If there were special causes, as would have been highlighted by points outside the limits, I could do something about them. If I ran out of gas during my trip which then added to my commute, I could start my future trips with a full tank of gas. If my tires ran flat because they were bald and delayed me, then before all future trips I would make sure my tires were okay. If there was an accident, then I have a legitimate excuse for being late.

Thing is I have no control over common causes for variation like traffic signals changing to red or getting stuck behind some random slow driver or rain or fog. Sometimes, all these things and others combine in a ‘perfect storm’ to make the commute unusually long… or unusually fast. What the charts tell me is, by and large, the time it takes me to get to work will be between 26 – 45 minutes, and the time it takes me to get home from work will be between 27 – 59 minutes. No amount of frustration is going to change that.

Instead, I should tune into NPR and learn about what is going on in the World around me.

Making Good on Resolutions

Austin, TX — We are at the start of another year, and if you are like most people, you have made a few resolutions; set some goals for yourself. Chances are that some of those resolutions are the same as ones from last year or the year before last or the years before that. So, if the past is any sort of predictor of the future, there is a high likelihood that this time next year you will be here once more repeating this annual ritual with many of the same resolutions; living life like Phil Connors in ‘Groundhog Day‘. But, it doesn’t have to be that way. You can break out of this never ending cycle and achieve what you have been setting out for yourself at the start of each new year by defining SMART goals. Goals that are specific, measurable, achievable, realistic and timely.

Perennial favorite resolutions like ‘lose weight’, ‘get in shape’, or ‘be healthier’ are meaningless because they don’t provide a path for getting from here to there. And, there is no way of knowing if you got to where you wanted to get to. But, a goal like ‘I will run one mile on the city trail on at least 75 of the next 90 days to get in shape’ is SMART. It is specific. It answers the 5Ws: Who, What, When, Where, and Why. It is measurable. You can determine how far you have run and count how many days you have run. You can then compare your performance against your goal. It is attainable since you will give it a high priority and realistic as you have decided that you are capable of running one mile. Finally the goal is timely or time-limited: it must be complete in the next 90 days.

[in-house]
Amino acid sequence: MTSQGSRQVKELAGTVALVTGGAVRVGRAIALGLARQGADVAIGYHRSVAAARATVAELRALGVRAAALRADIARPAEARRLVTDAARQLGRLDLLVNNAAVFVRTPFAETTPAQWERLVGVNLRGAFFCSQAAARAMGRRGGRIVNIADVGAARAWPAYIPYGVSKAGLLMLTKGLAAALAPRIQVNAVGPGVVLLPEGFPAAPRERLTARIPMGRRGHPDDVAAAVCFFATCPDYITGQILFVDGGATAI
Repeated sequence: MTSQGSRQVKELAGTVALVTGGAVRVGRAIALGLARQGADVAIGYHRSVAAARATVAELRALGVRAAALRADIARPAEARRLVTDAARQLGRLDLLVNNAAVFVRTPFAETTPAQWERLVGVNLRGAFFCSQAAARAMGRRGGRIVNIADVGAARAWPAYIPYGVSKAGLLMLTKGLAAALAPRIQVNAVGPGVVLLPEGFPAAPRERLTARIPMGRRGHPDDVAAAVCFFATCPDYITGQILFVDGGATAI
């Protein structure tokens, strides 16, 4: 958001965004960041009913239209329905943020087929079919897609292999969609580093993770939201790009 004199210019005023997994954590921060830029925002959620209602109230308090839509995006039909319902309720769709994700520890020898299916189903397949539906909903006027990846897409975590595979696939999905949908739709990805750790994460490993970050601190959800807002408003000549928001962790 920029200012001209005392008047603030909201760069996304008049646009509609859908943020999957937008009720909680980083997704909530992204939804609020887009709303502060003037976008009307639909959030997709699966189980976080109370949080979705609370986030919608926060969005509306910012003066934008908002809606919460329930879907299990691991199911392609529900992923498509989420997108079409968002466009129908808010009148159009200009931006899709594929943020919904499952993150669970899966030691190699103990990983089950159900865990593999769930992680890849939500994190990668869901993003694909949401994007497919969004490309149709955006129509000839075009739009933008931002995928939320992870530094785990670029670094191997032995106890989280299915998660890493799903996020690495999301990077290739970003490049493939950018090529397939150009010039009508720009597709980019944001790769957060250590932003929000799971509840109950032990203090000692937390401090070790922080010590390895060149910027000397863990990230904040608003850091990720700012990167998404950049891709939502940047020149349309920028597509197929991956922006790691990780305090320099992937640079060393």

However, defining a SMART goal gives you just a map for getting to your goal from here. Ultimately, you need to do what you stated in your goal. You need to run that mile on the city trail at least 75 of the next 90 days. Oh, and you need to log your results and track your progress. That last bit acts as your compass, providing you feedback as to whether you are on course to achieving your goal or off it. Just like water and wind currents will move a ship off of its course, invisible forces like weather, illness and injury, or unexpected emergencies will assuredly pull you off of yours. Your progress chart will help you make the necessary course corrections and reorient yourself towards your goal.

When your alloted time is up, you need to compare your performance against your goal. Did you do better than what you set out to do or did you fall short of the target? Regardless of the answer you should follow up your SMART goal with some reflection. Ask why did you perform the way you did? Was the goal not challenging enough? If so, you need to boost your expectations for the next go around. Was the goal too ambitious? Did you fall short of it because of weather conditions? Perhaps you need to find an indoor track. Was it because you injured yourself? Perhaps you need better shoes. The more times you ask Why, the better you understand the nature of your performance. This helps you define the root causes that directly led to the short fall in achieving your goal and mitigate them going forward. With fixes in place, you can reasonably expect to meet or exceed your goal during your next effort.

After all is said and done, one thing matters more than all the others: following up your good intentions with concrete action. The simple truth is actions speak louder than words. To get from here to there you need more than a goal, SMART or not. (Although, a SMART goal will boost your chances of achieving it.) You need to move towards it. So, get moving and make good on your resolution this year!